The trail led us past two more arches, each carved into the rock in improbable ways. Double O Arch was two holes in one huge slab of rock, both of which framed the landscape beyond. The last arch we saw on the way back was called Private Arch, and we had to trek back half a mile from the main trail, but it was so worth it. It hid behind two other fins, nestled in a nook that blocked all sound, even birds. It was so quiet that I could hear the hum that creeps in when there is nothing else to hear.

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The upper arch in Double O Arch

We finished the 7-mile hike at 4 p.m. and took a quick water break before our last adventure of the day. We were rested up by 5, and as the sun sank behind the mountains, we climbed up to Utah’s poster child, the Delicate Arch. Its lopsided shape adorns license plates, postcards, and pretty much every kitschy travel mug Utah offers, and we were appropriately excited.

The hike up to the arch was a strenuous uphill trek, made harder by the fading light, but the steady stream of people kept us on the right trail. As we neared the top of the rocky hills we were climbing, the crowd got thicker, and finally we crested the rock at the top and say the arch. It sat alone in a wide amphitheater of rock, silhouetted against a view of the plateau beyond. It seemed almost too perfect to exist. Along the walls of the amphitheater, photographers crouched every few feet, cameras poised and ready in a forest of tripods.

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Photographers and tourists overlook Delicate Arch

The saddest part of Delicate Arch came at the most beautiful time: when the setting sun fell on the face of the rock, painting it a glowing golden red. The people taking pictures near the arch were walking in for photos, when all of a sudden deafening shouts rained from all sides of the amphitheater. “Get away! Move! You had your chance for photos! Hey, red backpack, GET OUT!” It reminded

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Tourists scared back from the arch by booing photographers

me of a gladiator ring, the rabid crowd screaming down at the tiny people in the center. The little foreign woman with the red backpack shuffled away from the arch.

I’m a little conflicted about the yelling, because I know the tiny posing figures would have marred a flawless photography opportunity, but all I could think about was how their perception of this natural wonder would be colored by the rudeness they had experienced there.

Delicate Arch was beautiful, but somehow it felt off to me. The photo I Instagrammed showed me sitting in front of it, looking out as the sun fell on its curved shape. No one else was in the frame—no hint of the clamoring audience or the hapless tourists on all sides. But that wasn’t really what it was like at all.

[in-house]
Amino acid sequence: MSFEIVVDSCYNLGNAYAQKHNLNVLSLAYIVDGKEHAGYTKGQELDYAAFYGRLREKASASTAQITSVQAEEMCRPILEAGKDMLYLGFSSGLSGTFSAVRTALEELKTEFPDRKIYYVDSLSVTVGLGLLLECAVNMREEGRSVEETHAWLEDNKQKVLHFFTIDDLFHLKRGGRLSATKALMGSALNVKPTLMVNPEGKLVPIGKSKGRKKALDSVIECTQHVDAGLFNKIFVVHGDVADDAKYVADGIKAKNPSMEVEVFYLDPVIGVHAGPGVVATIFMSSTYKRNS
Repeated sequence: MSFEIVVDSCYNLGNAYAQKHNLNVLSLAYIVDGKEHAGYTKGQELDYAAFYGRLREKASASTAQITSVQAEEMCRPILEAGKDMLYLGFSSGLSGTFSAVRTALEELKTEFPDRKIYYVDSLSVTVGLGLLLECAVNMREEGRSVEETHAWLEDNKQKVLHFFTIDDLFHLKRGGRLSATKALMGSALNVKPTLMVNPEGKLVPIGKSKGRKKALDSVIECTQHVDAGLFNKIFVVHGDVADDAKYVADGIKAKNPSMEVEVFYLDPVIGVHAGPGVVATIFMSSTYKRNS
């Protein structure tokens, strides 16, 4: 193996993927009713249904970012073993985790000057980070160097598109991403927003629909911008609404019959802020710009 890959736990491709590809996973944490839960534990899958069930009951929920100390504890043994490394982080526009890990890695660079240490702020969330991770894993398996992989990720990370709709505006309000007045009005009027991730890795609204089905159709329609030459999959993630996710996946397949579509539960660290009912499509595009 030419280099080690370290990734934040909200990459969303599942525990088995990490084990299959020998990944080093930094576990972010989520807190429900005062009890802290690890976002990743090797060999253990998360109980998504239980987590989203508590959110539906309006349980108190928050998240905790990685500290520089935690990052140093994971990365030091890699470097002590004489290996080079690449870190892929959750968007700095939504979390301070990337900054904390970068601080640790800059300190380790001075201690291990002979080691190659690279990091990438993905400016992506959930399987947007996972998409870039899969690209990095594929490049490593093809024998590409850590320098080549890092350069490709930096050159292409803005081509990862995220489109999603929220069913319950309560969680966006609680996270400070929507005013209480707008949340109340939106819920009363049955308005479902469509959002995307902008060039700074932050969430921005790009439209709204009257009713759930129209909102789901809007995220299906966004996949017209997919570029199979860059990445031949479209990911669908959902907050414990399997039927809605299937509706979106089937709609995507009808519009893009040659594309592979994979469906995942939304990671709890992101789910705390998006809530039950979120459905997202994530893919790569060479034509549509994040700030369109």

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The photo i instagrammed from Delicate Arch

The next morning we climbed to the Windows arches for sunrise, but when the sun rose over the mountains, it was sucked up immediately by a thick blanket of clouds. Still, the dawn light lit the plains and we saw two jackrabbits and everything glowed.

 

 

 

 

 

Good things come in threes: December

Three really ordinary things that made me extraordinarily happy

 

  1. Exploring with Ella

A couple of days ago, my little sister and I braved the 20 degree weather to traipse across the countryside surrounding our house and pay a visit to my favorite plant–a charismatic mountain of old man’s beard that adorns a fence along a country road on the way to town. It’s the only plant of its kind in the area as far as I know, and I make a point to check on it every time I come home. We also hiked around the lake and stopped to look at yuccas along the county road. Ella really liked it.

“This is the most interesting thing I’ve done all day,” she said.

That was pretty nice, especially because I understood just what she meant. I know the feeling of the slow winter days at home in Dublin, when even the eyes of the gas station clerk or the sight of a familiar face at the grocery store added a sense of intrigue to the flat expanses of a holiday afternoon. Glad I could liven up her day!

  1. Mom’s succulent plant

Her tips for growing a succulent plant this lush: a little bit of water and LOTS of sunlight. It’s in a windowsill right now, but it spends non-freezing days out on a little pedestal in the yard (maybe the special treatment of being placed on its own pedestal helped too).

  1. The new piece of land behind our house

Of all the possible reasons to purchase fifty acres of land, Granddad’s rationale behind buying this one is the weirdest I’ve ever heard–apparently a couple of generations back, one of our relatives killed one of our other relatives in a house that used to stand back in the woods at the end of the pasture. Lovely.

Familial murders aside, it is a pretty field. There’s a huge hill covered in tufts of Texas bluestem (it’s orange in winter), a deer blind which doubles as a scenic lookout, and a creek with enough small artifacts of human living that it could provide years of interesting exploring. My favorite part is the way the different grasses form a patchwork across the field.  In the evenings the coyotes in the woods around it organize small choirs that yip and howl and serenade…who? Other coyotes I guess. I’m looking forward to exploring it more in the future!

Catching the Texas travel bug

After last weekend, I can now say that I have been on an entire camping trip in search of one shiny green beetle.

Our friend Alejandro had been excited about this particular kind of beetle, the Wood’s Jewel Beetle, for months, so the four of us—Cano, Alejandro, Jenny and I—packed our bags and headed west to Davis Mountains State Park.